Back onto the wide track before the final descent back to the race HQ, with large grins on our faces. Both of us loved the event, very well organised, plenty of marshalls and generally lots of very happy runners. The whole event had been given an ‘alien’ theme, hence the unusual medal and race number.

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The race numbers also had a small timing chip on the back, so the results were online within a couple of hours of crossing the finish line. My amazing wife even managed to finish 5th in her age group. Another nice feature was that the official race photos were uploaded onto Facebook so that you could download any you wanted for free.

A big thank you to Epic Events for putting on a great race, and to all of the volunteers, supporters and marshalls who turned out on a cold and windy night in January. Definitely a race that we will be doing again.

500 Strava Challenges

18 months ago I blogged about completing 300 Strava challenges (read about it here). It wasn’t a particularly well written blog (I generally know if a blog I’ve written sucks), but it has become my most read blog, with well over 300 views. Not a huge amount I grant you, but large enough for my little blog.

Today, after a short run with our dog Nelly, I’ve checked off another two challenges bringing my total up to 500. You can see the screenshot from my phone below, with the badly drawn circle.

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Incidentally, I really like the new-ish feature on the Strava app that shows how many challenges have been completed.

Three years ago I celebrated completing 200 challenges by cycling 200km. I also contacted Strava who very kindly sent me a T-shirt, water bottle and a few other goodies. At 300 challenges I cycled 300km and once again contacted Strava with the aim of more freebies. Alas, none was to be had. At 400 challenges my legs were not up to a 400km ride, and I also failed to beg for more free stuff.

500 challenges then! I’m definitely not doing a 500km cycle ride in the middle of January, with heaps of snow forecast in the next few weeks. An alternate target to set myself might be to swim 500km over the whole year. I’m having a bit of a swimming month, Swimuary if you like, so I’m off to a good start with 42km done in the first 15 days.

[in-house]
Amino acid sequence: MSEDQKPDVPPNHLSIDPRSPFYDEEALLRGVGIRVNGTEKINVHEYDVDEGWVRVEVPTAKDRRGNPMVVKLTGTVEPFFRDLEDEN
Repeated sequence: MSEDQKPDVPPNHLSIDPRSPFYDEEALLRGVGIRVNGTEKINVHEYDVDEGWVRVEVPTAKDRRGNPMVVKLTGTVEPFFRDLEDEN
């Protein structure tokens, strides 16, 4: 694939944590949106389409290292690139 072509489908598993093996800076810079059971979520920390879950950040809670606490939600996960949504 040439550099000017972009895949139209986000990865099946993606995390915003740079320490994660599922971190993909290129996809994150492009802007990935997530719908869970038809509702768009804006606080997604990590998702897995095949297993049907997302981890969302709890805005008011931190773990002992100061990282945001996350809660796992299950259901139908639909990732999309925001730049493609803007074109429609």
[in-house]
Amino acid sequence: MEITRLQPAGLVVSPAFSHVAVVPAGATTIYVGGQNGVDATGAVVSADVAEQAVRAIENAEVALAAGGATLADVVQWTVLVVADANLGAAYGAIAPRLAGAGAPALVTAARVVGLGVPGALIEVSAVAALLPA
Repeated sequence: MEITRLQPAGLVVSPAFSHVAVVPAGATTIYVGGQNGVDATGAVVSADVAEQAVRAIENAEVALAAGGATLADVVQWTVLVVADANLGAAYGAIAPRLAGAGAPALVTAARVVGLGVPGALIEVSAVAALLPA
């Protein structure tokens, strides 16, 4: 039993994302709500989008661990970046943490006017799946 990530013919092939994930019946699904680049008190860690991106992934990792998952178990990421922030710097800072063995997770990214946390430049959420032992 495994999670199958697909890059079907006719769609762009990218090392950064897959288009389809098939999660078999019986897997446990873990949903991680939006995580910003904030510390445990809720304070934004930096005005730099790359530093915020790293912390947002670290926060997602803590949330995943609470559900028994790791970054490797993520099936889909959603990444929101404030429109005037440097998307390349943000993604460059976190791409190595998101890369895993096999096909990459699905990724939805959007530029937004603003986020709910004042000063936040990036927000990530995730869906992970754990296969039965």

I might also contact Strava once again, just on the off chance that 500 challenges brings out their inner Santa, and sacks full of goodies will be winging their way to my front door.

I would like to see a Swim Challenge, especially know that so many people have swim watches. Maybe a 1 mile or 1km challenge and a distance challenge for every month.

It would also be interesting to know if anyone else is sad enough to have completed that many challenges. I’m not as obsessed as I used to be as I often miss a few challenges every month, but I’m still not the sanest bearded triathlete out there.

Here’s to the next 500.

Boundless by Kathleen Winter

Finished my first book of the year, and as expected it is another travel book. This time through the infamous and dangerous northwest passage.

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Kathleen was a last minute addition to a predominantly tourist trip through the icy waters of the Arctic. The boat is mainly full of geologists and bird watchers, along with knowledgeable experts. A writer was also required, so grabbing whatever gear she could find she jumped at the chance.

The ‘cruise’ begins in Greenland before crossing Baffin Bay and dropping into various small inuit settlements. As with many natives, their treatment at the hands of settlers has been very poor. The Canadian government moved whole villages to other areas, hoping to end disputes with Denmark and Russia over land. As expected this didn’t end well for the natives as they didn’t know the area, where the good hunting grounds were or the means to survive.

The book also delves into Kathleen’s background and how she moved to Newfoundland as a child with her family from the north east of England.

I really enjoyed this book, with it’s mix of history, from both the native inuits and the visiting expeditions, along with the voyage that Kathleen was part of. The ending is unexpected, but if you like your travel writing with a bit more intelligence and history, you’ll love this book.

Medals, Medals, Medals…

You love a medal, I love a medal, everyone loves a good medal.

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I don’t have the largest haul of medals by anyone’s standards, but I have been noticing a trend over the last few years, in that medals are getting more ‘bling’. Just look at the medal that I received from Howler events and the one from a winter open water swim. Both very nice.